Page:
Tool, Arcade Fire, Wire and more live videos to watch in isolation


Basically, no shows are taking place due to the coronavirus outbreak (although some artists are doing live streams instead), but if you’re already watching a show, or just need a ‘a brief distraction from the craziness of the world right now, luckily there’s YouTube which has an incredible range of live footage from all over pop music history, film clips from concerts, TV performances and live music. other professionally shot footage, to tons of fan-shot videos from shows. If you’re looking for a place to start, we’ve selected some of our favorites. Here are five more:

Arcade Fire @ Lowlands Festival, The Netherlands, 08/20/2005

Fresh off the release of their acclaimed debut album, funeral, in 2004, Arcade Fire had already acquired a reputation as a must-see live band. This Dutch set from 2005 arrived in the middle of a festival-heavy summer for the band, but if they were tired you wouldn’t know it because of the passion and energy of their performance. It gives goosebumps from the first notes of “Wake Up” at the opening of the set, and it never lets up. [Amanda Hatfield]

Tool @ The Glass House, Pomona, CA 10/16/1996

The first show of a major tour in support of a brand new album could almost be a perfect storm for fan discontent. As a band, you run the risk of not having your tour “sea legged” yet and giving the audience a stiff performance. And as an audience, you are sure to be nailed with a lot of dreaded “new songs”. But on October 16, 1996 at The Glass House in Pomona, California, Tool defied the odds and delivered a performance as flawless as they are capable of unleashing. This concert was the first stage of their Ænima tour, which had dropped on vinyl about a month earlier, and other formats a few weeks later. Eight of the 12 songs they performed at the concert are from Ænima and they sound as perfect as if they’ve been playing them night after night for months already. Although Maynard’s vocals might show a bit of fatigue during the very last song, from start to finish he’s relentlessly strong, just like my hero, drummer Danny Carey. This man’s fill-ins are astounding. The uploader calls the video “remastered”, and although the audio is a 10 out of 10 and the video is largely very articulate, I’m deducting points for stretching a 4:3 video to 16:9 like an amateur . [Jeff Bergstrom]

Jawbreaker @ Lupo’s in Providence, RI – 10/23/95

The luminary of the late 90s NJ punk scene, Tim Morris, filmed tons of amazing bands at the time, often in unconventional locations like homes and VFW halls (but in many “real places too), and as we mentioned, Chris Haug has been digitizing Tim’s videos and adding more and more to Tim’s YouTube page all the time. This one was added just a week ago from Jawbreaker playing Providence about a month after the split so Very expensive was out. Jawbreaker’s recent reunion proved they still got it, but there’s nothing quite like watching them go wild on their glory days like this and it’s a treat to hear the Very expensive songs when they were still fresh. [Andrew Sacher]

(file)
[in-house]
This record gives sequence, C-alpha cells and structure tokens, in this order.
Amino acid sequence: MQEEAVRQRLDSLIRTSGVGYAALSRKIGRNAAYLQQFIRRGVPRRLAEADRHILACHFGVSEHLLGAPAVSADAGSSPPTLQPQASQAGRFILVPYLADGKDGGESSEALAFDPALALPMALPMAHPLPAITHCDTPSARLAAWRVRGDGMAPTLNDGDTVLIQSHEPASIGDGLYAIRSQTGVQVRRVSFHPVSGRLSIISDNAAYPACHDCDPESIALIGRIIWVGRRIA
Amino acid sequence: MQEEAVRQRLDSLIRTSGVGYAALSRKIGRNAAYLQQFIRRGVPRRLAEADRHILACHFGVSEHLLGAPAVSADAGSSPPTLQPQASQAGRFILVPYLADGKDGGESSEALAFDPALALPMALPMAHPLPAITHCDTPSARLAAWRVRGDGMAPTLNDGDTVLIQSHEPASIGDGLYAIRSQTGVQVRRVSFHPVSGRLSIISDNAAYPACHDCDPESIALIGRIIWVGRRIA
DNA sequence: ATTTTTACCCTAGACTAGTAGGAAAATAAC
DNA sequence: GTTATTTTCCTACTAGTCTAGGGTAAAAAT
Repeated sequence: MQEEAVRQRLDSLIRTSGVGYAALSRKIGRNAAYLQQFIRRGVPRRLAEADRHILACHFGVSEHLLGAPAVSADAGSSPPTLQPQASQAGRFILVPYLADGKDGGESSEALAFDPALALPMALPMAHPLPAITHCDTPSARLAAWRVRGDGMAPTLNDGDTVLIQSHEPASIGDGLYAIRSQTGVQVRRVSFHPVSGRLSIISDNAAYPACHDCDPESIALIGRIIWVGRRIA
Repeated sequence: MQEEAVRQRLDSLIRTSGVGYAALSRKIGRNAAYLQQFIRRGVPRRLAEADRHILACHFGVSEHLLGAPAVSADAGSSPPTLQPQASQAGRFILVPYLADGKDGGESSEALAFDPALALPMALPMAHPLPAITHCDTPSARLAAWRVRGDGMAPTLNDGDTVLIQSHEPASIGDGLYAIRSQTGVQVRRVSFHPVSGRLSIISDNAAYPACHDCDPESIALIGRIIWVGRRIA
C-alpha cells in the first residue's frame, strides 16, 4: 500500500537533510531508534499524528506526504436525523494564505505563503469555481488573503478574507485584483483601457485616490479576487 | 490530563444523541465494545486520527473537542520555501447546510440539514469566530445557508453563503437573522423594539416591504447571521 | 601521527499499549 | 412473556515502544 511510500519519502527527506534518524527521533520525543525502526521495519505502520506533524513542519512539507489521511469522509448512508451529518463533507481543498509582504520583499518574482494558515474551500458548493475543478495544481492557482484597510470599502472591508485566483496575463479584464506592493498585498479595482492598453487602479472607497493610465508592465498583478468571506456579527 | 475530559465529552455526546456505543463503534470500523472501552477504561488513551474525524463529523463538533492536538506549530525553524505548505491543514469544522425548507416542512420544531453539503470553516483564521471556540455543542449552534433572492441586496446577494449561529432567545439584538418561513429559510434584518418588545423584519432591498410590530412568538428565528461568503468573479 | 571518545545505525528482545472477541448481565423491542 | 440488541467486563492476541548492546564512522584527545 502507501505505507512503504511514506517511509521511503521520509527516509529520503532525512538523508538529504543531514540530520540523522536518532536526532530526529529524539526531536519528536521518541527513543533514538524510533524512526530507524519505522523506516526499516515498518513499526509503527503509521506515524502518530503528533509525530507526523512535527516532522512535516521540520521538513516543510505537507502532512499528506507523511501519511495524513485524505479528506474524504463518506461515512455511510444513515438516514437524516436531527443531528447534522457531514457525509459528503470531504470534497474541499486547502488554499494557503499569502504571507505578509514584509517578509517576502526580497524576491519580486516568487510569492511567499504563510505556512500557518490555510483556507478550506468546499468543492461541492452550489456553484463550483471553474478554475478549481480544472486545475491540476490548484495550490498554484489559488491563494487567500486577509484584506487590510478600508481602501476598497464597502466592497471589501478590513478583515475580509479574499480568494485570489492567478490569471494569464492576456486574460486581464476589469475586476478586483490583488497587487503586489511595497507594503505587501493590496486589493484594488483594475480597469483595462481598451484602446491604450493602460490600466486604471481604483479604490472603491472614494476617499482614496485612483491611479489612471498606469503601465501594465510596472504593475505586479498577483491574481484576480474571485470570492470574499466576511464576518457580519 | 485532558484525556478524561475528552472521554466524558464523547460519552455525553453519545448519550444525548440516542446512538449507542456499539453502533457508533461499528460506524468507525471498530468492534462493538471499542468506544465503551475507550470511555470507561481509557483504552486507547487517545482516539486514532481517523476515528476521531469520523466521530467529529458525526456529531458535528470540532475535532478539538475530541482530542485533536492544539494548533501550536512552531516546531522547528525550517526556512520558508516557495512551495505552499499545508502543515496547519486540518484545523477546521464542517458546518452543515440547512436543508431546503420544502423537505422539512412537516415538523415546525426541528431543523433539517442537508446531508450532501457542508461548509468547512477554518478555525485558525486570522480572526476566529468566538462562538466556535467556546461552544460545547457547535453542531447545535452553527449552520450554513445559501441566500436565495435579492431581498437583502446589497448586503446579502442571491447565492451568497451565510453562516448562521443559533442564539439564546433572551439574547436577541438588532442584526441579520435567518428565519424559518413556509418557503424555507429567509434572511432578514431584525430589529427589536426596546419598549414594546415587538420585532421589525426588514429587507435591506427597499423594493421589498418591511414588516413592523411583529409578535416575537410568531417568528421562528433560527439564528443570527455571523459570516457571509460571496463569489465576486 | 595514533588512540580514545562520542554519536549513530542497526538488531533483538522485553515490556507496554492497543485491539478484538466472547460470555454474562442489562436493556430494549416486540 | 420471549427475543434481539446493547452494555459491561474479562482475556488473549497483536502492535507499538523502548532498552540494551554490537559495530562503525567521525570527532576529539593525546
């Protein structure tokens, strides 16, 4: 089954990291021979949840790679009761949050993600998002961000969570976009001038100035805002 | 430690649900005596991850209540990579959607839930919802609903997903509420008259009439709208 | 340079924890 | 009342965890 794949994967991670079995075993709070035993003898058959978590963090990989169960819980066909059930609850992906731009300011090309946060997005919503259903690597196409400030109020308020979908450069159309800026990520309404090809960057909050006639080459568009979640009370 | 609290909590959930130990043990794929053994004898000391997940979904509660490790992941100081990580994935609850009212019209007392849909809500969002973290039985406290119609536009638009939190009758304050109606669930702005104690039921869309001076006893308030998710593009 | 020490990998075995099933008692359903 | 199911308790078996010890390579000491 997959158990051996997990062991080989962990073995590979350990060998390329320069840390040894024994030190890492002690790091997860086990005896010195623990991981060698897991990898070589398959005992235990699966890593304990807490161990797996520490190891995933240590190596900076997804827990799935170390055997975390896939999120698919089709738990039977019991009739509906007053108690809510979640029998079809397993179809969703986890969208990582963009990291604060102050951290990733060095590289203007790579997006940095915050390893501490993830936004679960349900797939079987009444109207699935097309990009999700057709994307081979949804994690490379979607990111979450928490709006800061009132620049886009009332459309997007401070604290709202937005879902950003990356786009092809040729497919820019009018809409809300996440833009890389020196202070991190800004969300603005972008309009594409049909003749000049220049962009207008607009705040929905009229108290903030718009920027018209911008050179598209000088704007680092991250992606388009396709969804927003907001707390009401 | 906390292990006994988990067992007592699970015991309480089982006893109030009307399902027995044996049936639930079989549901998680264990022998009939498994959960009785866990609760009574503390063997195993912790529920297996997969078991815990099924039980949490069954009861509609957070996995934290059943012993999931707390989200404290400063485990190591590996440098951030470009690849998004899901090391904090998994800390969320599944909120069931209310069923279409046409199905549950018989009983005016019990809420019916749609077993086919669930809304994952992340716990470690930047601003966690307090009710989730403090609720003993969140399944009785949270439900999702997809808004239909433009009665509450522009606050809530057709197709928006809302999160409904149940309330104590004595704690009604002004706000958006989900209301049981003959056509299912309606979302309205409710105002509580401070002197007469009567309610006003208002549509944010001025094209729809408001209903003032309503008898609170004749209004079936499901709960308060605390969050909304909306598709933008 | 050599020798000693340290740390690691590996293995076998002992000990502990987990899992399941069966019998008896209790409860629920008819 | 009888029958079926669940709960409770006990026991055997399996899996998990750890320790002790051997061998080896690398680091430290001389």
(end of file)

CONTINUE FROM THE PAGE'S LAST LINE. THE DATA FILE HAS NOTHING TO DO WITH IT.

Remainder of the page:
wire on rockpalastFebruary 1979

Filmed in February 1979, this show — shot for a long series of German live music rockpalast – finds Wire still climbing, changing almost by the second. Two years earlier they were banging some incredible one-minute punk rippers and here they incorporated dark soundscapes, electronics and pure pop into their ever-changing repertoire. Many songs that will appear on the band’s third album, 154 (released October 1979), are here, including big names such as “The 15th”, “A Single KO” and “Map Ref. 41°N 93°W”, alongside “older” songs like ” Pink Flag”, “Practice Makes Perfect” and “Another the Letter”. wonderfully strange. [Bill Pearis]

Botch @ The Joint in Staten Island – 04/25/97

Here’s another one from the Tim Morris archives: Tacoma, WA, mathcore greats Botch in Staten Island, before they even released their first full album. Even early in Botch’s career, they were absolute maniacs and a real force to be reckoned with, and especially for those of us who didn’t get to see Botch before their 2002 breakup, he’s a nice to see still ubiquitous musicians like Brian Cook (later/currently of Russian Circles and Sumac) and Dave Knudson (later of Minus the Bear, now also defunct) this hard (and at such a young age). Like we said before, Botch, please come together! [Andrew Sacher]

For more of our favorite live videos, head here.


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